The vast majority of attacks begin with a simple email phishing campaign designed to harvest an employee’s credentials or elicit fraudulent payment requests (called business email compromise or spoofing the boss).

Cybersecurity firm Cyren reportied in July 2018 that 93 % of the attacks they identified against manufacturers originated with some form of phishing campaign. [3] Phishing campaigns are often used to deliver ransomware that locks files and demands payments in cryptocurrency.

Criminals also exploit systemic vulnerabilities in operating systems or control systems like SCADA and ICS. The 2018 Forrester SCADA Survey indicates that 56% of organizations using SCADA or ICS systems have experienced a breach in the past year. Only 11% indicate that they have never experienced a breach. [4] This finding suggests that many manufacturers don’t know or aren’t willing to acknowledge that they’ve been attacked and infiltrated. A successful cyber attack against OT or a SCADA control system not only has the potential to damage the business financially, but also could result in physical consequences to such things as infrastructure and services, the environment, and possibly human life.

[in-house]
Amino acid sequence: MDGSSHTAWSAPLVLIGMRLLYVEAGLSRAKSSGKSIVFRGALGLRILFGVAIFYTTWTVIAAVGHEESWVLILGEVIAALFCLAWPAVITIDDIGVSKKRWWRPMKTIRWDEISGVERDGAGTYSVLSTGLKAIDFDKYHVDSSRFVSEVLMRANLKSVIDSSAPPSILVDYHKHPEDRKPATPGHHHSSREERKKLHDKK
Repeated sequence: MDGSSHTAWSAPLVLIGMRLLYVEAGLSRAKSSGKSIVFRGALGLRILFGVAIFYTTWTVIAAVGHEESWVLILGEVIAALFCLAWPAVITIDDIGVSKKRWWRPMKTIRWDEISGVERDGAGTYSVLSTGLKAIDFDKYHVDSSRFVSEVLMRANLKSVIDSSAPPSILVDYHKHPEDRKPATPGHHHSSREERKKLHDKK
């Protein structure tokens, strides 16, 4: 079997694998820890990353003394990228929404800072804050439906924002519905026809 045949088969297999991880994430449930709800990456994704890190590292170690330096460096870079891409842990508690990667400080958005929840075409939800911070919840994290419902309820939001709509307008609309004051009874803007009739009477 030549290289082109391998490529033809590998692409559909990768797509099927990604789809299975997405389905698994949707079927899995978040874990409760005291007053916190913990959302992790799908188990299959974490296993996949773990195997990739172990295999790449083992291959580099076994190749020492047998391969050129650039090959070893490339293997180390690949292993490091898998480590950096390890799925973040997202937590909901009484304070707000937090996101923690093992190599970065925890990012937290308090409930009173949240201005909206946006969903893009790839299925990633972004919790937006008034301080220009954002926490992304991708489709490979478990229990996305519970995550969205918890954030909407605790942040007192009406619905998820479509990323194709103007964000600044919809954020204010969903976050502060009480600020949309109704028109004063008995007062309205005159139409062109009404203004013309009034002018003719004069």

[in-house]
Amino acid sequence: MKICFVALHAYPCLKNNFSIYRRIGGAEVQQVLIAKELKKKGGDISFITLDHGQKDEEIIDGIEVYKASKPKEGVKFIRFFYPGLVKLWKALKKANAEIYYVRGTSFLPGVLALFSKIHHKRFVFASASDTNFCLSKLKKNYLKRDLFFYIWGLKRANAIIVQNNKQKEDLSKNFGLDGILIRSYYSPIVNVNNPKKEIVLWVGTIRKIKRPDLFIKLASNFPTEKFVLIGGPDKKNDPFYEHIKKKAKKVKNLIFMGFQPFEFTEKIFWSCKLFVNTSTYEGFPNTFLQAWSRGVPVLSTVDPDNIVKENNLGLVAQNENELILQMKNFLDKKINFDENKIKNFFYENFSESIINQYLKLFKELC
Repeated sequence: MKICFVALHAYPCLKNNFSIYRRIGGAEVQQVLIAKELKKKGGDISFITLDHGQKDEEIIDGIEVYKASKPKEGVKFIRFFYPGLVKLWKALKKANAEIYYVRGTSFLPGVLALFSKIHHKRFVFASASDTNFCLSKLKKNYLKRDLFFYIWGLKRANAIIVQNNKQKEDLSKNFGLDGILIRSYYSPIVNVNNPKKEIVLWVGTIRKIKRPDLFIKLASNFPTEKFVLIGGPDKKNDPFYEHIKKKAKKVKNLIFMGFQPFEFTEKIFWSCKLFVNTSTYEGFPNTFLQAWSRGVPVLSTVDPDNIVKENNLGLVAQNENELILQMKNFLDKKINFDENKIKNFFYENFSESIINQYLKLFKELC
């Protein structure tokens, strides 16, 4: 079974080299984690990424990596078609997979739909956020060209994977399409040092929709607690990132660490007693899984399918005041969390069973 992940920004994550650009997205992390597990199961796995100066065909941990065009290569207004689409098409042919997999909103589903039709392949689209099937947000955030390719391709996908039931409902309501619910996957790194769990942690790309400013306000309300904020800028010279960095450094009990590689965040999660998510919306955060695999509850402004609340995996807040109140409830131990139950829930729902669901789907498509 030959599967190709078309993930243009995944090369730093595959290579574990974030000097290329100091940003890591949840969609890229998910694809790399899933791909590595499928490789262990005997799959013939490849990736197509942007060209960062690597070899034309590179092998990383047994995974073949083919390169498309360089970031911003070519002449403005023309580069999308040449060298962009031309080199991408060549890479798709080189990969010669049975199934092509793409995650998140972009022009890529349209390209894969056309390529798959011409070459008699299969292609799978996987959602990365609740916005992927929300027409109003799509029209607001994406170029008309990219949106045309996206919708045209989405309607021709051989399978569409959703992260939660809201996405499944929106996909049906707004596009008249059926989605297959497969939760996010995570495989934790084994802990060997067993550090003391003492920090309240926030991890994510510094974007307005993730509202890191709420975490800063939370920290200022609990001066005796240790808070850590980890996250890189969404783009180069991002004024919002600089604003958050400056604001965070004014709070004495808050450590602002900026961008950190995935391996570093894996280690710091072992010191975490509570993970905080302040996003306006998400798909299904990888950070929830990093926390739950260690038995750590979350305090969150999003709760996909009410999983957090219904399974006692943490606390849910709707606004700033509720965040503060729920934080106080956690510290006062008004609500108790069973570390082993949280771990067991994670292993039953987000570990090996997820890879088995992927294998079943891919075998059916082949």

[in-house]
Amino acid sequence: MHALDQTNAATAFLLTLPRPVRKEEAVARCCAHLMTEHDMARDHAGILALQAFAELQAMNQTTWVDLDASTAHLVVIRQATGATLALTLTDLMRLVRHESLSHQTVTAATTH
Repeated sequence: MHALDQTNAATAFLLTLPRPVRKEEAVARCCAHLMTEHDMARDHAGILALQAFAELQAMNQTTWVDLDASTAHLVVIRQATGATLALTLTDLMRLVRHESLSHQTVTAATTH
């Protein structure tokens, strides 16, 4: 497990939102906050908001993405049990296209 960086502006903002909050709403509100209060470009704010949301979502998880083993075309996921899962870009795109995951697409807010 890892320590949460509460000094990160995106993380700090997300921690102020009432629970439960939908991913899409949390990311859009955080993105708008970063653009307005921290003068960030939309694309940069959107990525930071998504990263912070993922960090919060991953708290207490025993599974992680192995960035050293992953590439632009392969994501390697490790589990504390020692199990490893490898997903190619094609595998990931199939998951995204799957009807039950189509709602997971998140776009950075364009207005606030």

In 2018, eSentire commissioned independent research that interviewed nearly 1,300 senior IT and security executives, of which 200 worked in manufacturing. Manufacturing firm’s self-ranked above financial institutions when it came to vulnerability to cybersecurity attacks, but below law firms and healthcare institutions. Over half of the respondents reported that unknown attacks posed the greatest risk, followed by non-malware born attacks and insider actions. [5]

Manufacturing firms also recognized that cybersecurity is now a board level issue, but struggle to cope with the growing challenges of mitigation cyber risk. Managing the supply chain (59%), meeting regulatory and customer requirements (58%), and bearing the cost of ever-increasing security demands (50%) represented the top challenges. To compound the issue, 42% of firms were challenged to measure and report the status of security programs, and 46% struggled to demonstrate the value of cybersecurity spend to executives and board members. [5]